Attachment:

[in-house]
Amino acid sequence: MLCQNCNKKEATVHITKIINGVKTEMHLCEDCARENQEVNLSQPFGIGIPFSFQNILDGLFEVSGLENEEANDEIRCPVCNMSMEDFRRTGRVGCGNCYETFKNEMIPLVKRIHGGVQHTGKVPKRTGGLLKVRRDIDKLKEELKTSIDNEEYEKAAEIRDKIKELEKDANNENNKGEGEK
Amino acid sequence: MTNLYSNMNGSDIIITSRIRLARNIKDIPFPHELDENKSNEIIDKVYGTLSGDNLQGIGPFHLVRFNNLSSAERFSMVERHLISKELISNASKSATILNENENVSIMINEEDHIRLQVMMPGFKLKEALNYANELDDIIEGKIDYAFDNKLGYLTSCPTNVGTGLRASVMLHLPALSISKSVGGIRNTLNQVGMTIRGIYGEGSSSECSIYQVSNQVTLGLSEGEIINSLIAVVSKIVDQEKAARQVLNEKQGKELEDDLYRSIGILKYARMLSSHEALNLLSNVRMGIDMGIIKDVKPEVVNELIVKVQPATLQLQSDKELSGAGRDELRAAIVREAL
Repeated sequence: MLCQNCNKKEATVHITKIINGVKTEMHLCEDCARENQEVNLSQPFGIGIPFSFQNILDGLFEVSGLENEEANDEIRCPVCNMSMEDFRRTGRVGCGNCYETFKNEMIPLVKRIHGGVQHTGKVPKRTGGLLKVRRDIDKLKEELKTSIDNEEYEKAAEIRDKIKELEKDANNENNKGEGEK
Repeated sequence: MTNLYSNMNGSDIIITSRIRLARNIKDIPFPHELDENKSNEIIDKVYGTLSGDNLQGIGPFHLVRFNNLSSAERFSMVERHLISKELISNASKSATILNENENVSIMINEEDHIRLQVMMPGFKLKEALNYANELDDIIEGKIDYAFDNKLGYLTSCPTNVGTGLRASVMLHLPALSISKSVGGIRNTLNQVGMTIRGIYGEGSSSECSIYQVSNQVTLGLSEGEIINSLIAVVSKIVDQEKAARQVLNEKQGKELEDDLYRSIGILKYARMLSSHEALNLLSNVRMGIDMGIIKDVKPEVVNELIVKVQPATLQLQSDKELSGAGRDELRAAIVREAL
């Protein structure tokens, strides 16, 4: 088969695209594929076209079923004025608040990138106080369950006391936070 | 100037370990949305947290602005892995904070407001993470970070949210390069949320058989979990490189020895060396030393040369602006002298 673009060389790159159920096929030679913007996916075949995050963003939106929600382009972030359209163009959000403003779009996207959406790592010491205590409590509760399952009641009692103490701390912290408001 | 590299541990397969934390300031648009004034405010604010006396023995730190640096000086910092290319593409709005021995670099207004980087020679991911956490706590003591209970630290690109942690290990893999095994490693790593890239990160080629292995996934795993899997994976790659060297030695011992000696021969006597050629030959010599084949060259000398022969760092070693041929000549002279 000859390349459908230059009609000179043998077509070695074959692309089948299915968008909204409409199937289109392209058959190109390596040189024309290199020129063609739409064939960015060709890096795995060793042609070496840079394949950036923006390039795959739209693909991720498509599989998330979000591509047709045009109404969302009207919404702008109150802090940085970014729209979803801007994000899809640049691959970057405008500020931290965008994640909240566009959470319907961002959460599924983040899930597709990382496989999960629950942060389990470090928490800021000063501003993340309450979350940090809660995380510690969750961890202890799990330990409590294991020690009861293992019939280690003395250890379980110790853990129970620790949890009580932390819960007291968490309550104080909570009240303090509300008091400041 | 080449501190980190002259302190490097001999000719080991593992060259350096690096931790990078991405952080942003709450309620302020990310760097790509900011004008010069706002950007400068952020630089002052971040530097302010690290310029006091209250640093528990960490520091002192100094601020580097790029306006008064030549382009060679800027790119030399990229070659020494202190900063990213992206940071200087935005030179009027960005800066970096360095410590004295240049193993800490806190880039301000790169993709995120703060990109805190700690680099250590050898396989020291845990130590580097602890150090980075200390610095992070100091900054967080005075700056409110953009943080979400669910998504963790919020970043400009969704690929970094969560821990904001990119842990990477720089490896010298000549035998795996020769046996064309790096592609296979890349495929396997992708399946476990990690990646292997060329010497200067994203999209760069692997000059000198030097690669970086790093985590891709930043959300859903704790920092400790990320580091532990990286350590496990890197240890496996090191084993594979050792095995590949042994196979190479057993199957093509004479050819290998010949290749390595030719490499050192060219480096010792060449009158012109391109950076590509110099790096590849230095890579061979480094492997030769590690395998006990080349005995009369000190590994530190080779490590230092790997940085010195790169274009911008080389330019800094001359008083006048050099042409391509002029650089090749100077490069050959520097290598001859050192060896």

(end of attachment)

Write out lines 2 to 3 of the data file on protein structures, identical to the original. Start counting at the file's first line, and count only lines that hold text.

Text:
Amino acid sequence: MLCQNCNKKEATVHITKIINGVKTEMHLCEDCARENQEVNLSQPFGIGIPFSFQNILDGLFEVSGLENEEANDEIRCPVCNMSMEDFRRTGRVGCGNCYETFKNEMIPLVKRIHGGVQHTGKVPKRTGGLLKVRRDIDKLKEELKTSIDNEEYEKAAEIRDKIKELEKDANNENNKGEGEK
Amino acid sequence: MTNLYSNMNGSDIIITSRIRLARNIKDIPFPHELDENKSNEIIDKVYGTLSGDNLQGIGPFHLVRFNNLSSAERFSMVERHLISKELISNASKSATILNENENVSIMINEEDHIRLQVMMPGFKLKEALNYANELDDIIEGKIDYAFDNKLGYLTSCPTNVGTGLRASVMLHLPALSISKSVGGIRNTLNQVGMTIRGIYGEGSSSECSIYQVSNQVTLGLSEGEIINSLIAVVSKIVDQEKAARQVLNEKQGKELEDDLYRSIGILKYARMLSSHEALNLLSNVRMGIDMGIIKDVKPEVVNELIVKVQPATLQLQSDKELSGAGRDELRAAIVREAL